The trichotillomania scale for children: development and validation.
|Title||The trichotillomania scale for children: development and validation.|
|Publication Type||Journal Article|
|Year of Publication||2008|
|Authors||Tolin, DF, Diefenbach GJ, Flessner CA, Franklin ME, Keuthen NJ, Moore P, Piacentini J, Stein DJ, Woods DW|
|Corporate Authors||Trichotillomania Learning Center Scientific Advisory Board|
|Journal||Child psychiatry and human development|
|Date Published||2008 Sep|
|Keywords||Adolescent, Alopecia, Child, Female, Humans, Male, Questionnaires, Reproducibility of Results, Severity of Illness Index, Trichotillomania|
Trichotillomania (TTM) is a chronic impulse control disorder characterized by repetitive hair-pulling resulting in alopecia. Although this condition is frequently observed in children and adolescents, research on pediatric TTM has been hampered by the absence of validated measures. The aim of the present study was to develop and test a new self-report measure of pediatric TTM, the Trichotillomania Scale for Children (TSC), a measure that can be completed by children and/or their parents. One hundred thirteen children meeting self-report criteria for TTM, and 132 parents, provided data over the internet. An additional 41 child-parent dyads from an outpatient clinic also provided data. Replicated principal components analysis, with elimination of poorly-loading items, yielded two components, which we labeled Severity (five items) and Distress/Impairment (seven items). The TSC total score and subscales showed adequate internal consistency and test-retest reliability. Parent-child agreement was good in the internet sample, but more modest in the clinic sample. Children's TSC scores correlated significantly with other measures of TTM severity, although some exceptions were noted. Parents' TSC scores correlated significantly with other measures of parent-rated TTM severity in the internet sample, but showed more attenuated relationships with child- and interviewer-rated TTM severity in the clinic sample. The present results suggest that the TSC may be a useful measure of TTM for child and adolescent samples, although additional clarification of convergent validity is needed.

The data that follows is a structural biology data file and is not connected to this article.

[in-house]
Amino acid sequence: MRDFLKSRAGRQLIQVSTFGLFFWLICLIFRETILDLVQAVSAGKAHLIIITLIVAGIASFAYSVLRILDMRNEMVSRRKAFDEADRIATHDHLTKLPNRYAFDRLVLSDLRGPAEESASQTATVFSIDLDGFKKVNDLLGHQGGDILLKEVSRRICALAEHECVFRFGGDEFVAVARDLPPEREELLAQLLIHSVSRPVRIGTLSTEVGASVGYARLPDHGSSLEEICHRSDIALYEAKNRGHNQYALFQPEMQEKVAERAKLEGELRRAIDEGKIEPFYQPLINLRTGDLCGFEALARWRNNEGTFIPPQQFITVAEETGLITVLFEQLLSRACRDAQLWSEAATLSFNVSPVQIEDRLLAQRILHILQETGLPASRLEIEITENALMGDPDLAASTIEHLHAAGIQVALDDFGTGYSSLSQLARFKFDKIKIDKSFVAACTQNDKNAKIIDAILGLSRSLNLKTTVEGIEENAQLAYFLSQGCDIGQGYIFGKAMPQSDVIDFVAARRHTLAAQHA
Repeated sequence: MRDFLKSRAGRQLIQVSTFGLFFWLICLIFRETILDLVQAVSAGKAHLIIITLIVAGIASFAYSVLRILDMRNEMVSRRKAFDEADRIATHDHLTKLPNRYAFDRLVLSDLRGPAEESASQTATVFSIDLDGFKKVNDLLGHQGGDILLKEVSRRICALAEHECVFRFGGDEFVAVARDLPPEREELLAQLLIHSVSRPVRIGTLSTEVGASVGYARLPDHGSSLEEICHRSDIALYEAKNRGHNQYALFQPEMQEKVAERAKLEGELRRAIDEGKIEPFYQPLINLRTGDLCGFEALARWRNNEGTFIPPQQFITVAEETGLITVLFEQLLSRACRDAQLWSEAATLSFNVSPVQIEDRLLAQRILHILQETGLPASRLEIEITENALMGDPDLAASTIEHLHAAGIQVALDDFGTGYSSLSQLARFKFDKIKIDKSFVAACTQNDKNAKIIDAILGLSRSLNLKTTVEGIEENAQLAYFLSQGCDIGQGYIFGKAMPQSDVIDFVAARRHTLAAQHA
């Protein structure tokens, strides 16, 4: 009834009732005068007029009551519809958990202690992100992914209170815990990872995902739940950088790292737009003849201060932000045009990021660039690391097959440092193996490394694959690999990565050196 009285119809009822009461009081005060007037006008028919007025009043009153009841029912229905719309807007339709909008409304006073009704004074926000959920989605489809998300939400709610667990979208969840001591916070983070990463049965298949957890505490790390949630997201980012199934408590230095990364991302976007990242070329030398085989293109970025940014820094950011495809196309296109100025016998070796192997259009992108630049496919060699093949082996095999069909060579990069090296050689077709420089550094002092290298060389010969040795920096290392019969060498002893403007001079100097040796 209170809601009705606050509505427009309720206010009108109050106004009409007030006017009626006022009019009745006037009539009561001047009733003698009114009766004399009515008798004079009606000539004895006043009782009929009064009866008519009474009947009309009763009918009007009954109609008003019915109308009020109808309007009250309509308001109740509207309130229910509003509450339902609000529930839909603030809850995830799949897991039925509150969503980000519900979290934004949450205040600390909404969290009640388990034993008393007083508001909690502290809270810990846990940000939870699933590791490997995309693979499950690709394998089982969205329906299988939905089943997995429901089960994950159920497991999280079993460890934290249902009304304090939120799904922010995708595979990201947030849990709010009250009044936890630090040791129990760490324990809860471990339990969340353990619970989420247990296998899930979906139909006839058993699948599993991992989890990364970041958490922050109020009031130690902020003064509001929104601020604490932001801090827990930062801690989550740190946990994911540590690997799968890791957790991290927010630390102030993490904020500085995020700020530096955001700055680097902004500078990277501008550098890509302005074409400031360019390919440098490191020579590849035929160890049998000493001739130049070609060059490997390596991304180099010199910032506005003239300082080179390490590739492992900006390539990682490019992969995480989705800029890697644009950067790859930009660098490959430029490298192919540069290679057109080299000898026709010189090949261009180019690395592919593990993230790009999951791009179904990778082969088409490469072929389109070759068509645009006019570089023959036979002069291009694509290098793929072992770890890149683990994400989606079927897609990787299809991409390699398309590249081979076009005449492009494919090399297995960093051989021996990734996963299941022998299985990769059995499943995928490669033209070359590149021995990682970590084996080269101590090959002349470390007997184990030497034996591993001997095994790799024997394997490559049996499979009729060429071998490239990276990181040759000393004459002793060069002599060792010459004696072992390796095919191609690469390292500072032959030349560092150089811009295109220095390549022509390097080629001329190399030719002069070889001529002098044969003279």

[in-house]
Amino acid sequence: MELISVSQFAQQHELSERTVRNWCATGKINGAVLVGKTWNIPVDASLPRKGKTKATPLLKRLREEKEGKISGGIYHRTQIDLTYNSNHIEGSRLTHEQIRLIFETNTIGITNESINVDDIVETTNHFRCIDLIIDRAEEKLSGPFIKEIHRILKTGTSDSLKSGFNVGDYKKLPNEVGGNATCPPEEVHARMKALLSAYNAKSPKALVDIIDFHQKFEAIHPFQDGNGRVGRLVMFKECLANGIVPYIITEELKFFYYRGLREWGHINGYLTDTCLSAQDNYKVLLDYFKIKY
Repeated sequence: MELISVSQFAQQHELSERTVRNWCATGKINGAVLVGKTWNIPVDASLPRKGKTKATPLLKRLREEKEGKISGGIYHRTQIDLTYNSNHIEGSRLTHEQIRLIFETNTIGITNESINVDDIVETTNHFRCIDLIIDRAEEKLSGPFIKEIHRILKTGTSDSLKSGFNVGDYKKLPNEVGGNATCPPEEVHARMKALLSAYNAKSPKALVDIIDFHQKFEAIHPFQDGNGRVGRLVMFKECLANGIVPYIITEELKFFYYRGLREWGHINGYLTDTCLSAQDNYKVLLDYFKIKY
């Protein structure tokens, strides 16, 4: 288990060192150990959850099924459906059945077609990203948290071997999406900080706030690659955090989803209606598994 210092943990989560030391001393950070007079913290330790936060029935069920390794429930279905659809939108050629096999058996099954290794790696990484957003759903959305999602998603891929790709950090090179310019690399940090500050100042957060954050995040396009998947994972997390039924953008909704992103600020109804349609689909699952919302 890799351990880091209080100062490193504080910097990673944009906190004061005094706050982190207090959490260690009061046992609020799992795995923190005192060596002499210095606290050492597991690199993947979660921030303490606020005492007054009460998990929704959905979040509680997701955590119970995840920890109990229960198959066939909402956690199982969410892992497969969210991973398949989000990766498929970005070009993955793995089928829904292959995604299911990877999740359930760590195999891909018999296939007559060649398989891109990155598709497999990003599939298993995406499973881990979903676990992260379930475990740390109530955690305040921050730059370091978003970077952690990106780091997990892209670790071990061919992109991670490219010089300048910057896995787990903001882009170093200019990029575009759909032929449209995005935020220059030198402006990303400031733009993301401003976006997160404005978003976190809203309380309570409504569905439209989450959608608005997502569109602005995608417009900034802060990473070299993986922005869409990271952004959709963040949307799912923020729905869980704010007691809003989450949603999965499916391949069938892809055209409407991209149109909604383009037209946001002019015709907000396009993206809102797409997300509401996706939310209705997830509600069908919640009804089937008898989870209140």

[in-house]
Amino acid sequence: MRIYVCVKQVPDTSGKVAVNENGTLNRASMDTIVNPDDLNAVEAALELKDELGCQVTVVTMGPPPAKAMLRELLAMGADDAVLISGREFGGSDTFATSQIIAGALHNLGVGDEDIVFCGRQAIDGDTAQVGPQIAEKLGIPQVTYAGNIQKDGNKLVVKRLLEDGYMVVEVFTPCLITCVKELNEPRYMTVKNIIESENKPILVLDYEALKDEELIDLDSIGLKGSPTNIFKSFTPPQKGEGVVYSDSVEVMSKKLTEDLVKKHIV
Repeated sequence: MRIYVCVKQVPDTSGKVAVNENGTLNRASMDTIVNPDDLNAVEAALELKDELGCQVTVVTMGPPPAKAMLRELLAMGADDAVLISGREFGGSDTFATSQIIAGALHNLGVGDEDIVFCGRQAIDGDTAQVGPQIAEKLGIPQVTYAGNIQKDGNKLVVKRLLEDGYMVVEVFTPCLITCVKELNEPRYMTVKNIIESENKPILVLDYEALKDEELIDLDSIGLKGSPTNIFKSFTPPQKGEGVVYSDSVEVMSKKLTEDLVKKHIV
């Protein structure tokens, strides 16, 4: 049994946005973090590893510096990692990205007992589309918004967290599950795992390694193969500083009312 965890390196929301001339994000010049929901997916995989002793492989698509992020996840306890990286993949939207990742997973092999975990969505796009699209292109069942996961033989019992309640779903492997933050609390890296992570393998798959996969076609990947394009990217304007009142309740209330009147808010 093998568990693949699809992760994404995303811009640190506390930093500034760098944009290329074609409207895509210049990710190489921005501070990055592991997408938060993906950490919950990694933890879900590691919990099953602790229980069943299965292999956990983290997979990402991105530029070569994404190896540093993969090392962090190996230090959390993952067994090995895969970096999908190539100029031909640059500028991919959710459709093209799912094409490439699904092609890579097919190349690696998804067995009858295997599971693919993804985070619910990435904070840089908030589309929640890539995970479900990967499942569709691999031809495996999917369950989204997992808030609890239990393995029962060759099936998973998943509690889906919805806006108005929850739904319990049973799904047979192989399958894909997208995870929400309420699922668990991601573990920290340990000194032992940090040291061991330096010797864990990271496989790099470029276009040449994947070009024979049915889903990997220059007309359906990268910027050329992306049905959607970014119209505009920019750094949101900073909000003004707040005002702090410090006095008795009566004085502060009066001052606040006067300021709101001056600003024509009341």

|Alternate Journal||Child Psychiatry Hum Dev|